4) mannitol
2) chlorothiazide (diuril)
along with diuretics, what do we try to minimize the loss of?
K+ (potassium)
what is a potassium sparing drug?
spironolactone (aldactone)
what does spironolactone do?
blocks aldosterone
what does aldosterone do?
secreted by adrenal cortex and promotes the retention of Na+
what is something we should not take while on potassium sparing drugs?
potassium supplements (leads to hyperkalemia)
what are some other commonly prescribed diuretics that have specific indications?
- acetazolamide (diamox)
- mannitol
what does diamox do?
is a carbonic anhydrase inhibitor used to decrease intraocular fluid pressure in patients with open-angle glaucoma
what does mannitol do?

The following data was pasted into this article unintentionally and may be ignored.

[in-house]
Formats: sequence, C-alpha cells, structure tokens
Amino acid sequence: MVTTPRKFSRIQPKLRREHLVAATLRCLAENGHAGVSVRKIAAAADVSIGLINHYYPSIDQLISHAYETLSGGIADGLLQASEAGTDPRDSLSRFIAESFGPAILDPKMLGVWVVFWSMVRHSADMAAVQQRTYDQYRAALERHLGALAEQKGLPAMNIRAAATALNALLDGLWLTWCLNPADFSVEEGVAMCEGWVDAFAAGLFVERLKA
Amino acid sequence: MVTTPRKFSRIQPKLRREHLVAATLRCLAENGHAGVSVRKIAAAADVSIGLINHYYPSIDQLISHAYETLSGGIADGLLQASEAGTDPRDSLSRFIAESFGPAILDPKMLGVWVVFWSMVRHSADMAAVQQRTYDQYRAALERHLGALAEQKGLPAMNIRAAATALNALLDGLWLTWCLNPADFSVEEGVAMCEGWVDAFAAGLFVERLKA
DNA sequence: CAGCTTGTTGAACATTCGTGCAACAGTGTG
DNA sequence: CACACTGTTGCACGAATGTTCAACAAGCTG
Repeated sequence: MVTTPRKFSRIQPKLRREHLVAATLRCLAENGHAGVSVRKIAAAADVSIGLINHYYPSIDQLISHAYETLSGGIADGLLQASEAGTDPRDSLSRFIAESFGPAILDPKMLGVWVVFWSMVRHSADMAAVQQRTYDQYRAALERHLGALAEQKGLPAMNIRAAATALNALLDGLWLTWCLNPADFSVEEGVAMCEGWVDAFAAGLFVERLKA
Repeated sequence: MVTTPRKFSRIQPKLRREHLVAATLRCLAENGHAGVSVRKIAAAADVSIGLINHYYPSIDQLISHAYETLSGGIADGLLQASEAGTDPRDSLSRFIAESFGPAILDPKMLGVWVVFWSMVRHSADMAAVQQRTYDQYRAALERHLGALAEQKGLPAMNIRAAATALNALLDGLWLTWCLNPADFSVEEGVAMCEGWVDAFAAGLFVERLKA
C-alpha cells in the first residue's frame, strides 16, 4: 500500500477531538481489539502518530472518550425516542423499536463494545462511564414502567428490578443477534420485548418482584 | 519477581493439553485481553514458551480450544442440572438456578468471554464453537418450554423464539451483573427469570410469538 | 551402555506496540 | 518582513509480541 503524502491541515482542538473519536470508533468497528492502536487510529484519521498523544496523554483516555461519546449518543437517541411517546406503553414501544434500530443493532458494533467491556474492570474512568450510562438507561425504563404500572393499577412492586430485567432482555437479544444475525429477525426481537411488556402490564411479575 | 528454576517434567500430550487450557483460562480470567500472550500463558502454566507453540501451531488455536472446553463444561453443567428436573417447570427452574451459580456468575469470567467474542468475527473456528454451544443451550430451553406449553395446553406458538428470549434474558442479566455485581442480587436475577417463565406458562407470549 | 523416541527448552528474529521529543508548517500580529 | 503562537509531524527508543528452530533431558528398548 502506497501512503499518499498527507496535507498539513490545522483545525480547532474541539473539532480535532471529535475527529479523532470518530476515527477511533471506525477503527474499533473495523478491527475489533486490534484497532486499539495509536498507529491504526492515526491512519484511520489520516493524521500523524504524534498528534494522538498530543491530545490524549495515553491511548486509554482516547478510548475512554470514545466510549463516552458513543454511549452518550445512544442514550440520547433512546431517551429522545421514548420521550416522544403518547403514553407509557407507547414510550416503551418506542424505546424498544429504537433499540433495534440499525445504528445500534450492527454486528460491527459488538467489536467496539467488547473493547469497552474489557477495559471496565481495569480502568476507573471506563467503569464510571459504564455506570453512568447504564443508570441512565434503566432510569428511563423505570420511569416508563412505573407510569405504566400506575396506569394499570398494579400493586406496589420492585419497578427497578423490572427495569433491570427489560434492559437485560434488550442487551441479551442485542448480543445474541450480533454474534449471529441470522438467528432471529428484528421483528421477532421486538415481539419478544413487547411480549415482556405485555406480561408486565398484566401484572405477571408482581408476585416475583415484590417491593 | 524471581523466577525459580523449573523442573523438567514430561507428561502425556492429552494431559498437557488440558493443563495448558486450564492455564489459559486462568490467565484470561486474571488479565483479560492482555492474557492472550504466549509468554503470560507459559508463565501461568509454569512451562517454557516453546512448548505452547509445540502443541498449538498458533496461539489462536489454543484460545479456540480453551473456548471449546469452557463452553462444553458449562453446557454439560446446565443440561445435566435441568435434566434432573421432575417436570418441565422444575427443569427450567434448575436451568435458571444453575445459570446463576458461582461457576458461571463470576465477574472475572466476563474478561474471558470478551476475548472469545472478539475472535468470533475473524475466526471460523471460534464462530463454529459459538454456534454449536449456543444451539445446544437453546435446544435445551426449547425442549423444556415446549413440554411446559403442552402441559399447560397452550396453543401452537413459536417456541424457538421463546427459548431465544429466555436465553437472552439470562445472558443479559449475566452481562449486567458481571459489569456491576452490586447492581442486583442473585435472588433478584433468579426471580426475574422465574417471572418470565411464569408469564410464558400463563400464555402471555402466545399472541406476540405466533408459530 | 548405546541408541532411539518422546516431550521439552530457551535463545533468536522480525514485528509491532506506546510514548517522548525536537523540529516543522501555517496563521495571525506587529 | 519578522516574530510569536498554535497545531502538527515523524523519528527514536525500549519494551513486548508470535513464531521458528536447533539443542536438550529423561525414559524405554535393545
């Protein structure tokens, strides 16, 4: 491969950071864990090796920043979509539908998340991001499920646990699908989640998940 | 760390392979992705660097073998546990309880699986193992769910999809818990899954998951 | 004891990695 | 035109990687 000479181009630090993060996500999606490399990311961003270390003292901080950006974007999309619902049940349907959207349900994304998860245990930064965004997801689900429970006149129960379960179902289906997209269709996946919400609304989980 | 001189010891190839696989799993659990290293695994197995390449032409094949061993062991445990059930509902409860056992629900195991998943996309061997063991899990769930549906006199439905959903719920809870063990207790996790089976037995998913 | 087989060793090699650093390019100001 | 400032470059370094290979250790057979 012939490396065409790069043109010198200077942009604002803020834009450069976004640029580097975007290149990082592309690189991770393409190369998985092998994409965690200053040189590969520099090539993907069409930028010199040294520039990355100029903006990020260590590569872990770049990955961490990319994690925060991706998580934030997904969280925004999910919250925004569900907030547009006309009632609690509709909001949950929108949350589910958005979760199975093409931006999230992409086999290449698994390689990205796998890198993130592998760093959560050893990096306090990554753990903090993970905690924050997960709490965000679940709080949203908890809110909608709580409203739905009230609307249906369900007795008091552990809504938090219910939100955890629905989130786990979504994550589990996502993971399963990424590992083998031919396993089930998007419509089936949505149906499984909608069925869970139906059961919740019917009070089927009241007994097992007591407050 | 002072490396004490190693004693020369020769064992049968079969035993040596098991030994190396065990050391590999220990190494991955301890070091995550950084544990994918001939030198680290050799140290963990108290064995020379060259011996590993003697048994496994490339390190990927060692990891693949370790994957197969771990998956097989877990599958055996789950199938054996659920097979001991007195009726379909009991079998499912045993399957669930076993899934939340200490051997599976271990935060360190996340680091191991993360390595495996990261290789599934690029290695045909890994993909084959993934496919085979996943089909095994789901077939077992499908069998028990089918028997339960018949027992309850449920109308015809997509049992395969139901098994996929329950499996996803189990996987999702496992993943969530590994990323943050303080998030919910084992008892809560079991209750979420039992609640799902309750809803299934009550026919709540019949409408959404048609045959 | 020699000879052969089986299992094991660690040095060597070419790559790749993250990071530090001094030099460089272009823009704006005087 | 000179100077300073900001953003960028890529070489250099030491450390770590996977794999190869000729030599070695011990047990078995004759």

maintain urine flow in patiens with acute renal failure or during prolonged surgery
- reduce swelling in the brain
- lower intraocular pressure in certain types of glaucoma
when assessing for dehydration, the nurse will look for:
1) headache and increased urinary output
2) weight gain and edema
3) hypertension and decreased urinary output
4) hypotension, headache, and dry mucous membranes
4) hypotension, headache, and dry mucous membranes
the patient recently started on diuretic therapy should be taught to:
1) take medication at night
2) rise slowly from a sitting position
3) increase sodium intake
4) decrease fluid intake
2) rise slowly from a sitting position
what are electrolytes?
small, inorganic molecules possessing a positive or negative charge essential to nerve conduction, muscle contraction, bone growth, and remodeling